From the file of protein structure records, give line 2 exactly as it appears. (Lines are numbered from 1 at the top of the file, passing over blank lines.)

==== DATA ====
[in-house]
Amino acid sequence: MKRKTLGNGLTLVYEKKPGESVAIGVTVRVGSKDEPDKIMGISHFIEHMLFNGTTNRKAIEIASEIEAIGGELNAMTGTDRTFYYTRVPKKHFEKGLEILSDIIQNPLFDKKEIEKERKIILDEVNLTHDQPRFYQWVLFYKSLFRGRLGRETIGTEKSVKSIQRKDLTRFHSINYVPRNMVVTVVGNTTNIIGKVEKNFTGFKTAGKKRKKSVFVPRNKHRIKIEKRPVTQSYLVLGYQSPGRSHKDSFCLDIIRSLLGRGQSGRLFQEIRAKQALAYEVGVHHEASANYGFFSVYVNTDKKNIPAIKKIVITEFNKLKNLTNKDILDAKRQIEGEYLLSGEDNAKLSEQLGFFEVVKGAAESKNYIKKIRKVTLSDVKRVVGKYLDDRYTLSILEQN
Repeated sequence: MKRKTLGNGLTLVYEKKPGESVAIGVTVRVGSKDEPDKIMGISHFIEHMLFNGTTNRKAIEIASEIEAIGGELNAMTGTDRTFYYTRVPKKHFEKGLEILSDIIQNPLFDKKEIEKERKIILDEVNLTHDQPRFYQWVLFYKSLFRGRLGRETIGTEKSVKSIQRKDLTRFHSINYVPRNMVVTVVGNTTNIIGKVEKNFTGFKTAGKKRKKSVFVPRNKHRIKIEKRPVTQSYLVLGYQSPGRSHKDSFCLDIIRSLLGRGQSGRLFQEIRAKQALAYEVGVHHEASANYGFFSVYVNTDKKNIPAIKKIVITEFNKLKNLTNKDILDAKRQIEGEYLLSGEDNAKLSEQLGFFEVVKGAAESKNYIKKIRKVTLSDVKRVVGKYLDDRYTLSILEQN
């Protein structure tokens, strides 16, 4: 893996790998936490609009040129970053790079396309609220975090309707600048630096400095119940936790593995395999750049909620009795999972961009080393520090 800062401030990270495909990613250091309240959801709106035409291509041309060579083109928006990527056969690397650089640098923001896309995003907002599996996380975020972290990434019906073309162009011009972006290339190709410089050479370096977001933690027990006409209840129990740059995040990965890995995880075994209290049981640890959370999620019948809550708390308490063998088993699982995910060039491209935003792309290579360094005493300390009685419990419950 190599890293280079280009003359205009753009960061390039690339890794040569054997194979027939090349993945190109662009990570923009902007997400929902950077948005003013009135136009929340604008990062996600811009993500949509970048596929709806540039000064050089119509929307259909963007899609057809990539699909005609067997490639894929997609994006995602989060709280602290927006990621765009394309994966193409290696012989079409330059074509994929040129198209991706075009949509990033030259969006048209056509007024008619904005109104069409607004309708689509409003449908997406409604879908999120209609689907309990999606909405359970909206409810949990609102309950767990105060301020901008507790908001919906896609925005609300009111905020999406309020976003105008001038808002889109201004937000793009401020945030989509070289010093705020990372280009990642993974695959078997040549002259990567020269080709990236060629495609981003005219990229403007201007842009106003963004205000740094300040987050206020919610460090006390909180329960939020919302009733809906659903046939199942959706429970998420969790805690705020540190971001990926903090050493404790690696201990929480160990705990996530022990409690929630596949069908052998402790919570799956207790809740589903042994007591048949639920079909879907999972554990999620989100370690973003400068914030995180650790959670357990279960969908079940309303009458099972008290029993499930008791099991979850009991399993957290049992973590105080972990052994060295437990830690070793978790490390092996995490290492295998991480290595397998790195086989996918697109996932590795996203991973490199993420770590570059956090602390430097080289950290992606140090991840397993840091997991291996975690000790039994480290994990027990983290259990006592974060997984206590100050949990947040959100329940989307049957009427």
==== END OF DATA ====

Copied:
Amino acid sequence: MKRKTLGNGLTLVYEKKPGESVAIGVTVRVGSKDEPDKIMGISHFIEHMLFNGTTNRKAIEIASEIEAIGGELNAMTGTDRTFYYTRVPKKHFEKGLEILSDIIQNPLFDKKEIEKERKIILDEVNLTHDQPRFYQWVLFYKSLFRGRLGRETIGTEKSVKSIQRKDLTRFHSINYVPRNMVVTVVGNTTNIIGKVEKNFTGFKTAGKKRKKSVFVPRNKHRIKIEKRPVTQSYLVLGYQSPGRSHKDSFCLDIIRSLLGRGQSGRLFQEIRAKQALAYEVGVHHEASANYGFFSVYVNTDKKNIPAIKKIVITEFNKLKNLTNKDILDAKRQIEGEYLLSGEDNAKLSEQLGFFEVVKGAAESKNYIKKIRKVTLSDVKRVVGKYLDDRYTLSILEQN